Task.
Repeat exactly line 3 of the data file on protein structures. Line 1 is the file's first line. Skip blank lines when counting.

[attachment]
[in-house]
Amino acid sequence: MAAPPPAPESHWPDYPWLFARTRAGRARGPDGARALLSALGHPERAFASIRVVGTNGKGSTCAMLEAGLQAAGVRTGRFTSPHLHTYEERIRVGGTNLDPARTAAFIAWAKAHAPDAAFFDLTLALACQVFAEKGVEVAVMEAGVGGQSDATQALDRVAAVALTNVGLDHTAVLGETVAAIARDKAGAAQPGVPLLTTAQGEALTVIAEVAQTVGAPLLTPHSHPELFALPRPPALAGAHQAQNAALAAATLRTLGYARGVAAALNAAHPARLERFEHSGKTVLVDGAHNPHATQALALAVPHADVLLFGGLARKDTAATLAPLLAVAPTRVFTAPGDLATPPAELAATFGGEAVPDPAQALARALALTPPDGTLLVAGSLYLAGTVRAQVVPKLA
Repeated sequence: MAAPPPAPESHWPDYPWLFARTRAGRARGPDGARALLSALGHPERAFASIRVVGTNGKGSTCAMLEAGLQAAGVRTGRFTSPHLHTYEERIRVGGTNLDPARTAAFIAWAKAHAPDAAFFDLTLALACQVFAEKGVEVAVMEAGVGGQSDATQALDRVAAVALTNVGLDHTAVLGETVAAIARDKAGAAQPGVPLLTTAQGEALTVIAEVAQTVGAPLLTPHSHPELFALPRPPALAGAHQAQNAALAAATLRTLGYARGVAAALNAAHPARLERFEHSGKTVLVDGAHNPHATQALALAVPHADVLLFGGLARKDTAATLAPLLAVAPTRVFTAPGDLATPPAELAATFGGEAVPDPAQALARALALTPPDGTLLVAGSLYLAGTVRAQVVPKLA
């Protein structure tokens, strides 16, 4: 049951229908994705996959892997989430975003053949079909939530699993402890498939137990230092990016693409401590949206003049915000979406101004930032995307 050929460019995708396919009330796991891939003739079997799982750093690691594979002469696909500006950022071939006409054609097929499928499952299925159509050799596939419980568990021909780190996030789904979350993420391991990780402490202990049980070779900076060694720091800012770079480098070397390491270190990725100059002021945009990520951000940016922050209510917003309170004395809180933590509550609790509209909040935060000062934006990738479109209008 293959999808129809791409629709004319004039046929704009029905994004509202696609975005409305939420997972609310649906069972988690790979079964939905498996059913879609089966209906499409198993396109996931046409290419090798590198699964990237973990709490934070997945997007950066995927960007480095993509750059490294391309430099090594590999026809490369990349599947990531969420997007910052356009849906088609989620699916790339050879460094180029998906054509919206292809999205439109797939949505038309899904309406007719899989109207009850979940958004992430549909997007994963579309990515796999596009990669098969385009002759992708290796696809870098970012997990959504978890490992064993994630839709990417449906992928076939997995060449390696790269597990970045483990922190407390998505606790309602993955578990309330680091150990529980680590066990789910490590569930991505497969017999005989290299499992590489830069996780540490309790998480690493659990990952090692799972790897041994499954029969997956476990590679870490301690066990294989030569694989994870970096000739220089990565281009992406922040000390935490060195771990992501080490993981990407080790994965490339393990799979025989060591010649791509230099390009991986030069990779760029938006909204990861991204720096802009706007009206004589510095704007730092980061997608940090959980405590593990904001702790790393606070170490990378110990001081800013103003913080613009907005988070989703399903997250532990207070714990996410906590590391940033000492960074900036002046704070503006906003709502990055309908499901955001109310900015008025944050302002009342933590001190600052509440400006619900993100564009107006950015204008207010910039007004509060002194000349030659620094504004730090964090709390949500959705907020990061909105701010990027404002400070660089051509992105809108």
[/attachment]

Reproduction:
Repeated sequence: MAAPPPAPESHWPDYPWLFARTRAGRARGPDGARALLSALGHPERAFASIRVVGTNGKGSTCAMLEAGLQAAGVRTGRFTSPHLHTYEERIRVGGTNLDPARTAAFIAWAKAHAPDAAFFDLTLALACQVFAEKGVEVAVMEAGVGGQSDATQALDRVAAVALTNVGLDHTAVLGETVAAIARDKAGAAQPGVPLLTTAQGEALTVIAEVAQTVGAPLLTPHSHPELFALPRPPALAGAHQAQNAALAAATLRTLGYARGVAAALNAAHPARLERFEHSGKTVLVDGAHNPHATQALALAVPHADVLLFGGLARKDTAATLAPLLAVAPTRVFTAPGDLATPPAELAATFGGEAVPDPAQALARALALTPPDGTLLVAGSLYLAGTVRAQVVPKLA